Easthampton committee to examine city laws with eye to racial bias

  • Easthampton Municipal Building JERREY ROBERTS

Staff Writer
Published: 11/22/2020 7:54:53 PM
Modified: 11/22/2020 7:54:36 PM

EASTHAMPTON — The City Council has voted to form an Ordinance Review Committee that will take a comprehensive look at the city’s laws with a eye toward eliminating any systemic racial bias.

The review was proposed by City Councilor Thomas Peake, who said Thursday that he was inspired to do so by the police killing of George Floyd, a Black man, in Minneapolis earlier this year, as well as subsequent calls from activists to take a look at racial issues in Easthampton.

Peake said he grappled with those calls to action and the fact that the separation of powers means the City Council doesn’t supervise city departments. However, Peake said, what the council does have the authority to do is to go through the rules and “make sure those rules are fair.”

The City Charter suggests that the city form a committee at least once every five years to review ordinances. However, Peake said he’s unsure whether such a review has ever been done before.

“If we’ve ever done this, it was a long time ago,” Peake said.

The council voted unanimously Wednesday night to form the Ordinance Review Committee and applications are now being taken for membership on it. The committee will consist of seven members, no more than three of whom may be councilors.

City Council President Peg Conniff will select the committee members, and those interested in applying should email her at mconniff@easthamptonma.gov.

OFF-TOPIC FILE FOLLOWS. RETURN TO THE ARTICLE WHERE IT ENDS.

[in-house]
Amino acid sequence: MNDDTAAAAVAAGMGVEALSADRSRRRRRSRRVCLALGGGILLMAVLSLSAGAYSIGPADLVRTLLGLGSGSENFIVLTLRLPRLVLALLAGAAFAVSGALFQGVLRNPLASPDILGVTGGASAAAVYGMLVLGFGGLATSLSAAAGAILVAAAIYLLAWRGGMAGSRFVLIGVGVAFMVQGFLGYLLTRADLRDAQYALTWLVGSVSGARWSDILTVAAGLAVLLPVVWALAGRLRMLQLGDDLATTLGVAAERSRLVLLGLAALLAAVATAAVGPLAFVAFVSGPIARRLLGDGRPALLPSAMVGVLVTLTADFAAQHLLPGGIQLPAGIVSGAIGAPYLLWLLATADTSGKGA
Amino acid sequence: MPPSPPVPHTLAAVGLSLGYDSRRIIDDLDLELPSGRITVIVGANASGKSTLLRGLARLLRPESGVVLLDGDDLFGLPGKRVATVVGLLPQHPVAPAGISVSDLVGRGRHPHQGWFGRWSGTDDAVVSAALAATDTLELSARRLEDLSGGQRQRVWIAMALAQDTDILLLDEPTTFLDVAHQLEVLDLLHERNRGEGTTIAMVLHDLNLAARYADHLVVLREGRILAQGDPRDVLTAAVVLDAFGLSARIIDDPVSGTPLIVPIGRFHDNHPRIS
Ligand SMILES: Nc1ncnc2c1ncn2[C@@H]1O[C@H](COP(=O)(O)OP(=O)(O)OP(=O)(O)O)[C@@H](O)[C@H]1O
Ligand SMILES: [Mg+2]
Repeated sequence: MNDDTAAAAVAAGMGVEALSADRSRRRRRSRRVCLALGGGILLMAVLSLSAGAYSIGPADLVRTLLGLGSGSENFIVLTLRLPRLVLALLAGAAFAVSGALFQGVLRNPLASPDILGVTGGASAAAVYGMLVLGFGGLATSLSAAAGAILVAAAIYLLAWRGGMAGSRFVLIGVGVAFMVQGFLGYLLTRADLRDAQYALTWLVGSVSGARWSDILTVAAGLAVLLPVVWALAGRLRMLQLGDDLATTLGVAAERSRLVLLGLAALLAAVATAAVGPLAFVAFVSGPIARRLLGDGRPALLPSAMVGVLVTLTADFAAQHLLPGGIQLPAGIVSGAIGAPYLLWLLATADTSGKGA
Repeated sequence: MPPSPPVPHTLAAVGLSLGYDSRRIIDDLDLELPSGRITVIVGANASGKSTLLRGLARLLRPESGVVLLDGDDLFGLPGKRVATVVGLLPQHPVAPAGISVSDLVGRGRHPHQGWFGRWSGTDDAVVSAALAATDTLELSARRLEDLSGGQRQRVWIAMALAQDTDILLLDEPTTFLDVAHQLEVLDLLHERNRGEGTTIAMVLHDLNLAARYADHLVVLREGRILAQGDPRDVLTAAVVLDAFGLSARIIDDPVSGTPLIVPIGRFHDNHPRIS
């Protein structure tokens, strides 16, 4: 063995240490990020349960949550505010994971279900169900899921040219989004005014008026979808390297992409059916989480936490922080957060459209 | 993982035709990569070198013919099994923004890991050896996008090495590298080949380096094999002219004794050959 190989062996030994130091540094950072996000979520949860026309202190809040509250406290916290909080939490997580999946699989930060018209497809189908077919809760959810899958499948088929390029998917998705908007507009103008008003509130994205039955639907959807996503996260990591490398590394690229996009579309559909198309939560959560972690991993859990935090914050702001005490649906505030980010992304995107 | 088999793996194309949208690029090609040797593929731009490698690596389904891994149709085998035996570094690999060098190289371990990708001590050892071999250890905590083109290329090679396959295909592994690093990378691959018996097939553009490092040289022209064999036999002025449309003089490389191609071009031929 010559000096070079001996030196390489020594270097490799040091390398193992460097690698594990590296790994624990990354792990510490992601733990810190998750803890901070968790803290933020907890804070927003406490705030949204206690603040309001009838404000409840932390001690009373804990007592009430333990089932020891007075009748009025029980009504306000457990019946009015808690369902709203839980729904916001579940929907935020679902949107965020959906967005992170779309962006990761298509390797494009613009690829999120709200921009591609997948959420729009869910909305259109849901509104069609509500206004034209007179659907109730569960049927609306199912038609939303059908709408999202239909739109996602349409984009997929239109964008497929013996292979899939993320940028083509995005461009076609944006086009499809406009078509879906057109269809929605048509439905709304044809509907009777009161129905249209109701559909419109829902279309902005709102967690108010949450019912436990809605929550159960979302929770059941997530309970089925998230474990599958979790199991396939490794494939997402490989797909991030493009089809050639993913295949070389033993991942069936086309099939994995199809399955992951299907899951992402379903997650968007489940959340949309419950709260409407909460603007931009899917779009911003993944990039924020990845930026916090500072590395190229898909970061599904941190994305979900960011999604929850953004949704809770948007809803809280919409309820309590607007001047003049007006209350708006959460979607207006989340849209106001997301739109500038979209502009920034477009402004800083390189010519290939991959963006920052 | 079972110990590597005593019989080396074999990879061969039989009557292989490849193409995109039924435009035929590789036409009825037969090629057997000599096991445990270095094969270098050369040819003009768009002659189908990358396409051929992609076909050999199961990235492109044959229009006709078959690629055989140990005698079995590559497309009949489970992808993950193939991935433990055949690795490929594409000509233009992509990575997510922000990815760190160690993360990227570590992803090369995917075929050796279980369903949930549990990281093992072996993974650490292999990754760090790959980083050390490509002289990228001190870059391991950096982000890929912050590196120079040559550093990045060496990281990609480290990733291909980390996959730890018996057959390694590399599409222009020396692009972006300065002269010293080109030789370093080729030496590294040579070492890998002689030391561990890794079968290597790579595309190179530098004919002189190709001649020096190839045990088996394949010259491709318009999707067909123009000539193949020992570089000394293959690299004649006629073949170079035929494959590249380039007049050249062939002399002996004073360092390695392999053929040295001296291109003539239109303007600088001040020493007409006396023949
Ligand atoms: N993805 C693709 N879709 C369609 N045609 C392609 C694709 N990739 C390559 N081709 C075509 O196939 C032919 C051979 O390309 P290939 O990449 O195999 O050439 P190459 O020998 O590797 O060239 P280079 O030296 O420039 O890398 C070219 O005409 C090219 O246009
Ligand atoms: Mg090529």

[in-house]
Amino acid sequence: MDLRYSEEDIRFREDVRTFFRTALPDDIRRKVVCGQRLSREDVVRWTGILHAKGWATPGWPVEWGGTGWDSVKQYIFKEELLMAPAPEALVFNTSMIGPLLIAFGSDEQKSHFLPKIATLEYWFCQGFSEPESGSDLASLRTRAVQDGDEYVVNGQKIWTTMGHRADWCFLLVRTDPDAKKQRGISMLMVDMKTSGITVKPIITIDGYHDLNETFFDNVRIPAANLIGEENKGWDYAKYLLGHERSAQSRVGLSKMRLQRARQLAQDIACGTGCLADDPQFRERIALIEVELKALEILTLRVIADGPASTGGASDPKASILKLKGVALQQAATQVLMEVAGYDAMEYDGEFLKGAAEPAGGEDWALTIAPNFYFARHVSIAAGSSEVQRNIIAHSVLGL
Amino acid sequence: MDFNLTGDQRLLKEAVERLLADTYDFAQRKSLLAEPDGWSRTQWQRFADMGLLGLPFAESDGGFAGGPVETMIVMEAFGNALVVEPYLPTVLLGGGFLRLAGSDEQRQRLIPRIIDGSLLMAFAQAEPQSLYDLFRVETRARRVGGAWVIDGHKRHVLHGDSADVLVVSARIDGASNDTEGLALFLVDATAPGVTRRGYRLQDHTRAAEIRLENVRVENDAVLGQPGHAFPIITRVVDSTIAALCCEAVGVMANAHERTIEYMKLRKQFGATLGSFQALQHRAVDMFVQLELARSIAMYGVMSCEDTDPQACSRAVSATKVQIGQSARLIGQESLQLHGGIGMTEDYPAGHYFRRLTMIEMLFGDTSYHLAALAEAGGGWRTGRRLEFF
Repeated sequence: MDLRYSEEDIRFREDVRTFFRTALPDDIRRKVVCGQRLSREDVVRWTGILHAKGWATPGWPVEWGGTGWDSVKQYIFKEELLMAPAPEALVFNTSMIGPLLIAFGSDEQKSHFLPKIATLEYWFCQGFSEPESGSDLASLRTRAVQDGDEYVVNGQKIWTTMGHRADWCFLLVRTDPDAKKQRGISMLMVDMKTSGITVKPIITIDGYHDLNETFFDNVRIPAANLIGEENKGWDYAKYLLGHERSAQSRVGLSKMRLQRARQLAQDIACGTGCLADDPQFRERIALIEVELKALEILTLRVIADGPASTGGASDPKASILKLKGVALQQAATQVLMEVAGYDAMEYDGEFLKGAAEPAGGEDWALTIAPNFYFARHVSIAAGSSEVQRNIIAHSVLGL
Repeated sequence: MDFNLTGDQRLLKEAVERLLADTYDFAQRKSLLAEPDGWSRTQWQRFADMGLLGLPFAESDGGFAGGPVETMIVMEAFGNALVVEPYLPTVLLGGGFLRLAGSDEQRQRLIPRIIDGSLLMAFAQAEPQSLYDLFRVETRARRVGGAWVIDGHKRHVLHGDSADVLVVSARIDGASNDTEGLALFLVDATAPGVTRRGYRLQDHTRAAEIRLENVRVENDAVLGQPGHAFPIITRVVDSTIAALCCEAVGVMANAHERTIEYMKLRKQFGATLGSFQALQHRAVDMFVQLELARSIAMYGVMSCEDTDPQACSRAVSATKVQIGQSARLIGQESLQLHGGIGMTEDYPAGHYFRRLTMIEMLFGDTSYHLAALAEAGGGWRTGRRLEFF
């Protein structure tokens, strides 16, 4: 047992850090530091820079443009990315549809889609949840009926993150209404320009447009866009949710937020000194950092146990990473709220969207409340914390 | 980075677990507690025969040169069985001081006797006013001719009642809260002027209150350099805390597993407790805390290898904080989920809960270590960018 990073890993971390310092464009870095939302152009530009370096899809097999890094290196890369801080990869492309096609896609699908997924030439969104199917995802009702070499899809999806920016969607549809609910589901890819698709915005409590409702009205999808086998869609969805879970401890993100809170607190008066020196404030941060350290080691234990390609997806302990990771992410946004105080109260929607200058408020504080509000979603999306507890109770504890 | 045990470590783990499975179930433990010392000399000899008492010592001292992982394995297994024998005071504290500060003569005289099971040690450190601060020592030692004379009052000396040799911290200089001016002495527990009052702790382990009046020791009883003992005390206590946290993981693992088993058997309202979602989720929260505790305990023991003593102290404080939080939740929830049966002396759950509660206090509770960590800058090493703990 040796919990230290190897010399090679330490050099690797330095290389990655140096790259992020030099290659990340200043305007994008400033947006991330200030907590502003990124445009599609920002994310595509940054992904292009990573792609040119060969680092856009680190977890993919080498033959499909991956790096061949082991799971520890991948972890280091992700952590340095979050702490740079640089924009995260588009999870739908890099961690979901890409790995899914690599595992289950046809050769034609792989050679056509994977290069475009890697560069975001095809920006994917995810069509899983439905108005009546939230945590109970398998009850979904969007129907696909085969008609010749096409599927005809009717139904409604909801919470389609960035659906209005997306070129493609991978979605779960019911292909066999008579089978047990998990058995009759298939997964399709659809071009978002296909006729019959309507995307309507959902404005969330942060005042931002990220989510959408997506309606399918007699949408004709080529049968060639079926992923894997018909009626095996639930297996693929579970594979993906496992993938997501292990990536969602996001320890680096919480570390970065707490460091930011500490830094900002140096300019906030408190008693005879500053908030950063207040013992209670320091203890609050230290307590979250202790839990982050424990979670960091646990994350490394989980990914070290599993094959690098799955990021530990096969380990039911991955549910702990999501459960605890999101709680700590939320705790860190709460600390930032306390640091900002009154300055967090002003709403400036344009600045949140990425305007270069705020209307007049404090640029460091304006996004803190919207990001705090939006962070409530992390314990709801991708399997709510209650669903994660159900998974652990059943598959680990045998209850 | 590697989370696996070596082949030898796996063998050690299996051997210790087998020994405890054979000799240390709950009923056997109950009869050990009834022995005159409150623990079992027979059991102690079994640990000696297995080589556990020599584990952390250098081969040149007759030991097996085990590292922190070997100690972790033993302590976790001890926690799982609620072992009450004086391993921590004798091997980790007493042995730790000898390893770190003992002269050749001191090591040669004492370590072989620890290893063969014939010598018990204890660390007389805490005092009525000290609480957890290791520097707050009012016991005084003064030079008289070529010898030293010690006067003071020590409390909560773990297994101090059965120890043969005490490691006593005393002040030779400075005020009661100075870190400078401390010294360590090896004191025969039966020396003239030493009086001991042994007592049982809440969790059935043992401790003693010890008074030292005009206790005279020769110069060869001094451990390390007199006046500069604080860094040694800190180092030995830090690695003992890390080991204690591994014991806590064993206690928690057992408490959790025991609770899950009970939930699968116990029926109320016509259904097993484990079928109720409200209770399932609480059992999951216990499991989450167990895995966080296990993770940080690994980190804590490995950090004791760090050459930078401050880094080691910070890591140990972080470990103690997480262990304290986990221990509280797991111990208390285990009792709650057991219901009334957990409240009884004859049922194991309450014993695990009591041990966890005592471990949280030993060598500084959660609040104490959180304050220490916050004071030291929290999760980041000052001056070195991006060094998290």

“I want to see people talk to me about why this is important to them,” Conniff said of potential applicants.

She also said she hopes she gets some applicants who deal with racial issues themselves.

“I absolutely want to hear from the community about why this is important for Easthampton to do,” she said.

Peake said people who have lived experience of racism or professional knowledge of it should apply for the committee.

“Those sorts of perspectives are going to be seen as valuable in an applicant,” he said.

Peake noted that the committee will be looking for things that are inappropriate or no longer able to be enforced in the city’s laws, in addition to checking for systemic racial bias.

“Nothing’s off the table,” Peake said.

Once formed, the committee will have a year to review the city’s ordinances. If it has time, it will also look at the city’s traffic rules and orders. Zoning ordinances will not be in its purview, however.

Police Chief Robert Alberti expressed enthusiasm for the formation of the committee.

“I think it’s a brilliant idea,” Alberti said. “Certainly, we in the police department are looking forward to working with the group and helping out any way we can.”

Javier Luengo-Garrido, a community organizer and immigrant rights advocate with ACLU Massachusetts, also reacted positively to the news of the council’s vote, noting that Northampton is also reviewing its laws for racial bias.

“The fact that cities are starting to review ordinances … it’s a really good first step,” said Luengo-Garrido, who noted the value of such reviews for both looking at systemic racism and outdated language.

Having people of color serve on the committee is “going to be really important,” he said.

Luengo-Garrido also expressed hope that diverse people will be appointed to the Easthampton committee, and Conniff wants to see people of color on the committee as well.

“Who better to evaluate impacts than the folks who have been impacted?” she said.

Bera Dunau can be reached at bdunau@gazettenet.com.

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